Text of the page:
Eliza Crowe was 45 and ill with tuberculosis when Du Vernet met her in the summer of 1898. Married to John Crowe, a steamer pilot, Eliza was the mother of several children, including two whose deaths as small babies were memorialized by a gravestone in the Anglican churchyard: Thomas died in 1894 and Agnes in 1897.
The Eucharist & the Medicine Tent
Eliza was Christian, and along with her two daughters she took part in the Sunday Eucharistic service at Long Sault on July 17th. Du Vernet writes of a conversation that Jeremiah Johnston had with Eliza, in which he sought to convince her to stop going to the medicine tent to treat her illness, by telling her she was not being a “consistent” Christian. Du Vernet and Johnston paid a Sunday afternoon visit to her “well built log house” by the river, finding her lying “consumptive” in her bed.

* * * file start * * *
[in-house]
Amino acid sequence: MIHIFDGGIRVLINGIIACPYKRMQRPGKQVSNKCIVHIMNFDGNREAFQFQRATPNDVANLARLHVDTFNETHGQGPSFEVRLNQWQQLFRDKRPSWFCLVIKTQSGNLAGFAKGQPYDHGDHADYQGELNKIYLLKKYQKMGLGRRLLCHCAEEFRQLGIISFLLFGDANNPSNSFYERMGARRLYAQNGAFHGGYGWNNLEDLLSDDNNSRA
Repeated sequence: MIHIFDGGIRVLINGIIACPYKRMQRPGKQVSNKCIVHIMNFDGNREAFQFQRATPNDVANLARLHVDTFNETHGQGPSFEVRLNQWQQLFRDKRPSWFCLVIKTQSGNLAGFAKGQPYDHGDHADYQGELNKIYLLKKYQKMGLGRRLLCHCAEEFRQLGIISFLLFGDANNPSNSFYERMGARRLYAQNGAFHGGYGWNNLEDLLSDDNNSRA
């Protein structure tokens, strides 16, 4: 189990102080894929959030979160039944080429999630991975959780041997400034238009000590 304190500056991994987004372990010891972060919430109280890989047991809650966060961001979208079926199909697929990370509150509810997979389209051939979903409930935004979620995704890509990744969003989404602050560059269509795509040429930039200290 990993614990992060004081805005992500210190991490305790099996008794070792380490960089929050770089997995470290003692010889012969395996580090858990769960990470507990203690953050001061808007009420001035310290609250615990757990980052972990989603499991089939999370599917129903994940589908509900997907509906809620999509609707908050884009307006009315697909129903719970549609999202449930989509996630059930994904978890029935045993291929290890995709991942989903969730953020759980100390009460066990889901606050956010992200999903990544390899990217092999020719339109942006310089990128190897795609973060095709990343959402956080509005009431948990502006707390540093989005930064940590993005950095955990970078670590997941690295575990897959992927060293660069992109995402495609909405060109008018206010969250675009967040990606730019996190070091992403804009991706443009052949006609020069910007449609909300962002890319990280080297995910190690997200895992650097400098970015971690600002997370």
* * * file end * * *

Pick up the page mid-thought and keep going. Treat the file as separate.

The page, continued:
A Mother’s Worries
Jeremiah Johnston added to Eliza’s troubles by telling her that he did not trust the intentions of the young man from York Factory who was courting her daughter Annie. Though this young man had attended church not once, but twice that day, Johnston insisted to Eliza Crowe that he was trouble on two counts: he was not the marrying kind and he was not a “treaty Indian.” Johnston’s worry about the man’s treaty status was likely because Crowe’s daughter would lose her Indian status if she married a non-status man.
As the missionaries took leave of Eliza Crowe her “face looked anxious + troubled.” She died three months later, on October 29, 1898, and was buried in the Anglican Church graveyard. Her grave, shared with her husband John Crowe, who died April 27, 1900, is inscribed “‘Faithful until death.’ Rev. 2:10.’”